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Wash. regulator lowers Cascade penalty after utility addresses pipeline concerns

The Washington Utilities and Transportation Commission waived part of a penalty Cascade Natural Gas Corp. has to pay for pipeline safety violations, pointing to progress the company has made on safety improvements.

After the Washington commission, or UTC, found in 2016 in that Cascade was missing a number of important pipeline records, the commission in March 2017 penalized the company $2.5 million but offered to suspend $1.5 million of that if Cascade fixed the problems within certain deadlines.

Cascade has so far validated the safe operating pressure for five of its highest risk pipeline segments and prioritized validating additional segments' pressures based on risk factors, among other things, all within the settlement-specified timeline.

The company also reduced the operating pressure on pipelines for which the appropriate operating pressures were not validated, did leak surveys, stepped up its repair work, and incorporated certain at-risk segments into a transmission integrity management plan.

"The company has worked diligently to comply with the terms of the settlement and collaborated with staff to determine a reasonable timeline for validating [maximum allowable operating pressure] that advances public safety," the UTC's June 14 order said. "Through all of these actions, the company has demonstrated its commitment to compliance with the settlement."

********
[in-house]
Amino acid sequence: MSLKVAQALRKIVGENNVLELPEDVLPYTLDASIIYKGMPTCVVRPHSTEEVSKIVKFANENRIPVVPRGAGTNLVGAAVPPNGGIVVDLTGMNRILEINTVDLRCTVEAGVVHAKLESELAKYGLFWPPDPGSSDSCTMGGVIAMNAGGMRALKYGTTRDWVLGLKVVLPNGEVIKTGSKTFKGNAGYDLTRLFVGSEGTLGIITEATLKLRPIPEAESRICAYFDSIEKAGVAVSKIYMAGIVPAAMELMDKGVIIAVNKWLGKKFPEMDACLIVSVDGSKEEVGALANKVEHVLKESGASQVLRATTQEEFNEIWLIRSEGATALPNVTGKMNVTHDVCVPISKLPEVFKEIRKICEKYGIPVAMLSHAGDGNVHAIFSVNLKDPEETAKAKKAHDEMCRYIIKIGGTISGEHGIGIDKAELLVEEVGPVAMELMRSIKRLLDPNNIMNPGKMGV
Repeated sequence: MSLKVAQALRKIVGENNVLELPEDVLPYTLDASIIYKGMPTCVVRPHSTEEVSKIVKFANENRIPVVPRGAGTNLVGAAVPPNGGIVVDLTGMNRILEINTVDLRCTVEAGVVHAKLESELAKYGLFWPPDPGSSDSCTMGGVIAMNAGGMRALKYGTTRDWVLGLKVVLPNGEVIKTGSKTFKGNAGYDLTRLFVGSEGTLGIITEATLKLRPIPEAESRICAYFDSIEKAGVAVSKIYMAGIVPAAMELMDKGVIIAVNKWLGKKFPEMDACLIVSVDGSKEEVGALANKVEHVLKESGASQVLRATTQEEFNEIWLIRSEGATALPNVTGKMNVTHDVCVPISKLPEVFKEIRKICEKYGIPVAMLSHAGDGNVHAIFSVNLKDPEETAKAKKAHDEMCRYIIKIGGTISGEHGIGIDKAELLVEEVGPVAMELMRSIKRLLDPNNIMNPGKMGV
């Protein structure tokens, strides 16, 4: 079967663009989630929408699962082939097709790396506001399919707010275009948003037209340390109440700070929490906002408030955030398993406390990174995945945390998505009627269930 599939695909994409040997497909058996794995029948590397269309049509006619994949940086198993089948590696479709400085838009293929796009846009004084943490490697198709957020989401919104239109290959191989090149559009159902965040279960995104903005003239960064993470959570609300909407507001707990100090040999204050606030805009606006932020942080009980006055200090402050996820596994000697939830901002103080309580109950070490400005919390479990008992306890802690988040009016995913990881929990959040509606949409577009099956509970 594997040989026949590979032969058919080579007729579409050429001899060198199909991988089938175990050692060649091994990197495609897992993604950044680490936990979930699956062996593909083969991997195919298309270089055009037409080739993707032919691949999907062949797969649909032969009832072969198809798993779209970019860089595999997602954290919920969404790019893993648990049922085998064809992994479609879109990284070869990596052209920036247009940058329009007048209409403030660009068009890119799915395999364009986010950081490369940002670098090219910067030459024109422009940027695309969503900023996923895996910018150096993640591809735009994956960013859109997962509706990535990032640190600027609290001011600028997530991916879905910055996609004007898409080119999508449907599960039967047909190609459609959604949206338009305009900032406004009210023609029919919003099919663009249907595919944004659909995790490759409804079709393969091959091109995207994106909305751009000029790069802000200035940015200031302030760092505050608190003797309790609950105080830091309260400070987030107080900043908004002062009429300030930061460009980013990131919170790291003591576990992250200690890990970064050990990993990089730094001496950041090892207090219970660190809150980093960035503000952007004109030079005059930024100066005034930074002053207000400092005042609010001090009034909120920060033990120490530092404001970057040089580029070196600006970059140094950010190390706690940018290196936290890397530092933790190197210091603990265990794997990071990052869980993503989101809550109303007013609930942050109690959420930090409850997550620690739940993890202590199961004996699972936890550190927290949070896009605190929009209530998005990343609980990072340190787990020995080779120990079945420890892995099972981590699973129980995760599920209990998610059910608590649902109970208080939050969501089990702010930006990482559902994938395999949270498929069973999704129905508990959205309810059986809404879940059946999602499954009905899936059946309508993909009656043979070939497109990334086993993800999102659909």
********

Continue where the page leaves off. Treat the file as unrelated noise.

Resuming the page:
The UTC decided to waive $500,000 of the outstanding $1.5 million of the penalty, noting that the remaining $1 million should "serve as a strong incentive" for Cascade to keep making progress on fulfilling its commitments.

Commission staff in 2016 found that the MDU Resources Group Inc. subsidiary did not have all the required documents for about 40% of its high-pressure pipelines in Washington state, a violation of state and federal pipeline safety laws. Specifically, Cascade had not maintained records related to the maximum allowable operating pressure for at least 116 pipeline segments, staff said.